You’ve Got the Power—Ensuring Interoperability for Power Over Ethernet Devices


This article was co-authored by Mark Mullins of the Ethernet Alliance.

 

What do designers, integrators, and technology users want? Interoperability! When do they want it? How about, oh, yesterday?

No one wants a mobile phone that can communicate only with other phones from the same manufacturer or provider. It’s the whole raison d’etre for organizations like IEEE 802, which standardized the underlying technologies of Ethernet, Wi-Fi, and Power over Ethernet (PoE).

Systems integrators seem to grasp the value of standardization—in a recent Ethernet Alliance survey, 93 percent reported only using or preferring IEEE 802.3-compliant PoE devices.

 

Figure 1. Survey results indicate system integrators prefer IEEE 802.3-compliant PoE devices. Image used courtesy of the Ethernet Alliance (click to enlarge)

 

Interoperability: The “Hello World” of PoE

Slate Magazine once compared coding to sorcery, with “Hello World” being the trick that wows the audience. It’s no different with PoE. Interoperability is PoE’s “Hello World,” where you plug in your device, and it just works. It makes the handshake happen between disparate vendors, allowing users to trust that their devices will play nicely together.

An interoperable technology allows customers to avoid unnecessary compromises, enabling them to choose the best products regardless of vendor. For example, a system designer may determine that one vendor’s offering might best meet a project’s requirements for an access point, while a different vendor’s camera best fits the security needs, but a third vendor’s switch that will power both may be the optimum choice for the existing network. How do you reconcile this mashup of products and solutions without interoperability?

This brings up a second benefit: being able to expand an existing network without requiring significant modifications or scrambling to find a now-discontinued model. Think back to recent supply chain disruptions where manufacturers had to scour the world over and pay through the nose for specific components or, even worse, spend months re-engineering a device to accept a different one. With today’s expectations for instantaneous connection and productivity, nobody has time for that.

A similar but distinct benefit is the ability to easily replace an existing PoE device that has failed or upgrade to a newer, better version of a product. Interoperability is the magic that makes it happen.

 

The Road to Interoperability

Though the destination may be the same—true interoperability—there are different schools of thought about how to get there. One approach is to hope that every vendor very carefully follows the IEEE 802.3 family of standards, which define electrical interfaces in great detail, thus ensuring all compliant devices seamlessly work together. But that’s often easier said than done.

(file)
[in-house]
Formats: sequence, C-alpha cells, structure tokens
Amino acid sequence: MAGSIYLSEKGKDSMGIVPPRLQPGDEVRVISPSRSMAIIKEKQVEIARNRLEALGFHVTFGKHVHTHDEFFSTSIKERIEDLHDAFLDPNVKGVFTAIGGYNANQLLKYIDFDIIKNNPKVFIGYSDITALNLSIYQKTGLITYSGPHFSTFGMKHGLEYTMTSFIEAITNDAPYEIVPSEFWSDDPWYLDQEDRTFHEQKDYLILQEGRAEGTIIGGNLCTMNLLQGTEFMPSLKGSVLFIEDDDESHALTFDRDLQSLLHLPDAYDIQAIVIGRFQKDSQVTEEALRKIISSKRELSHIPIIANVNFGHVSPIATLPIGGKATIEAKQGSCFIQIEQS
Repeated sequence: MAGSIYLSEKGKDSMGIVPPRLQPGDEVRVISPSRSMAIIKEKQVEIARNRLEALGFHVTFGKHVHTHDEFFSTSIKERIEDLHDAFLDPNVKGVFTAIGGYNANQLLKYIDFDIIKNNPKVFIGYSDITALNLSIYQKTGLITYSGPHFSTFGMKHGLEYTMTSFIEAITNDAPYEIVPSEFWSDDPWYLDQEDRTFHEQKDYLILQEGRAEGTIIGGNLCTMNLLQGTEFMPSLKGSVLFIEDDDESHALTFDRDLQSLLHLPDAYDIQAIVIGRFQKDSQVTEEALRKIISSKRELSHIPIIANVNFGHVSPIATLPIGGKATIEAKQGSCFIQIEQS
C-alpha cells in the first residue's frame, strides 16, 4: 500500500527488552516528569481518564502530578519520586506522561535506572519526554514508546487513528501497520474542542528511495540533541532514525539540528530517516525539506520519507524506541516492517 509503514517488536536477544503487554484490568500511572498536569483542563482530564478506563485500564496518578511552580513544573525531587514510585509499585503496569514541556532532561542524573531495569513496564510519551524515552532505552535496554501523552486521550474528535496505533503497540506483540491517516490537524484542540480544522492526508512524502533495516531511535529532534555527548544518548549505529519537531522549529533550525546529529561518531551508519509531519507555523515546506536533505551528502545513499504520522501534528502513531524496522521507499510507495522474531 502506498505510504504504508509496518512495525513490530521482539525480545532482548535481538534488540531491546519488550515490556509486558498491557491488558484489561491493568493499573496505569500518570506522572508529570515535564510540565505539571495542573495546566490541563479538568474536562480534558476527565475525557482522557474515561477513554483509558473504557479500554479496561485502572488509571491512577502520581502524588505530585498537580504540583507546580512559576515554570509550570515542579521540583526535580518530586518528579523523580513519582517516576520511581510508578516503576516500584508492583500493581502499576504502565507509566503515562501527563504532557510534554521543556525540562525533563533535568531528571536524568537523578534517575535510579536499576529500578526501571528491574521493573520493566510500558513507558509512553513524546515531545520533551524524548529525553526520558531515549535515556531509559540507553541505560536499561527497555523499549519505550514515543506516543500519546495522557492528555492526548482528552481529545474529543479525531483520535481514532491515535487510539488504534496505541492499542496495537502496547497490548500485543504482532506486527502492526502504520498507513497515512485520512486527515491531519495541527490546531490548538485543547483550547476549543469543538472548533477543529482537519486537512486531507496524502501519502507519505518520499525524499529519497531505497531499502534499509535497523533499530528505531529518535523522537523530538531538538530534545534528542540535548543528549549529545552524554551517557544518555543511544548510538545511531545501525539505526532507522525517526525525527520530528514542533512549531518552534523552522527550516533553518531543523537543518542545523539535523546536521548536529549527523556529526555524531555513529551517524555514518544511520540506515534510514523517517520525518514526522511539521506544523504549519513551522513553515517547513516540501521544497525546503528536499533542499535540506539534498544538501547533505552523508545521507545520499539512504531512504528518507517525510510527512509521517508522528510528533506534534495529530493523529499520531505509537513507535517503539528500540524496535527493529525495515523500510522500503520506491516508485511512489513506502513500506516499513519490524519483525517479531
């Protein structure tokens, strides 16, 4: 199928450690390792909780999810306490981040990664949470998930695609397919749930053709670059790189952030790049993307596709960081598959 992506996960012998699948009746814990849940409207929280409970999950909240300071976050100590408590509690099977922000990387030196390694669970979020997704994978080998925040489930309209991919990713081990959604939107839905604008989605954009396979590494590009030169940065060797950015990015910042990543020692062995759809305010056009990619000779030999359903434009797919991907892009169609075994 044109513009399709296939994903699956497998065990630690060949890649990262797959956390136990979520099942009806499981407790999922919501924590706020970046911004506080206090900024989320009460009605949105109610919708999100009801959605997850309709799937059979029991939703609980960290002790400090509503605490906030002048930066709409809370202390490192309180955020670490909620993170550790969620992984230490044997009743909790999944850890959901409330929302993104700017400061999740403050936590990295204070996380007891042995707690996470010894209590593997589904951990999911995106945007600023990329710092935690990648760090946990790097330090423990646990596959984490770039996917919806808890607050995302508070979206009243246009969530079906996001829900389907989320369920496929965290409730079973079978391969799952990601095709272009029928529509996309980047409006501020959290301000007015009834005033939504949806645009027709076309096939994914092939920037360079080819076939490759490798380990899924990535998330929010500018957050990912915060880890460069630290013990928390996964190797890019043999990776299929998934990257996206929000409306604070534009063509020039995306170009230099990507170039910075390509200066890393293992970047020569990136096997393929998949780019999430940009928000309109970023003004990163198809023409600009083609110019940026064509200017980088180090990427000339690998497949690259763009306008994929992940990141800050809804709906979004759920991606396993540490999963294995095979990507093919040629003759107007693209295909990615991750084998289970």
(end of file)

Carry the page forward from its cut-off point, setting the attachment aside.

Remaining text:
Just like a systems integrator, PoE device designers typically integrate components like Ethernet interfaces, power management devices, and more from different vendors within a device. While these components are supposed to work together (and usually do), it’s still up to the manufacturer to determine how their finished product works with other devices.

In the case of devices requiring power from the network, also called a Powered Device or PD for short, testing can be performed by connecting the product with a variety of switches (commonly known as Power Sourcing Equipment or PSE) to ensure the device works properly. But even if it’s tested with dozens of PSEs, it’s impossible to test it with every potential PSE out there, let alone those that haven’t been introduced yet.

This approach works pretty well, yet it’s not guaranteed that all devices will work together. According to the Ethernet Alliance’s survey, more than one-third of PoE designers, integrators, and users report major or significant problems when integrating PoE devices.

 

Survey results indicate numerous challenges during PoE device installation

Figure 2. Survey results indicate numerous challenges during PoE device installation. Image used courtesy of the Ethernet Alliance (click to enlarge)

 

Part of this can be chalked up simply to confusion, as the term “PoE” is well-defined in IEEE 802.3 standards but is not a registered trademark, thereby permitting any vendor to self-proclaim PoE capabilities. Convoluting things even further, some vendors have adopted non-standards-based PoE branding, such as PoE+, PoE++, and UPOE, making it easier for field technicians and designers to quickly become confused about which device brands will interoperate without issues in their network.

To be clear, there are currently two approved IEEE 802.3 PoE standards: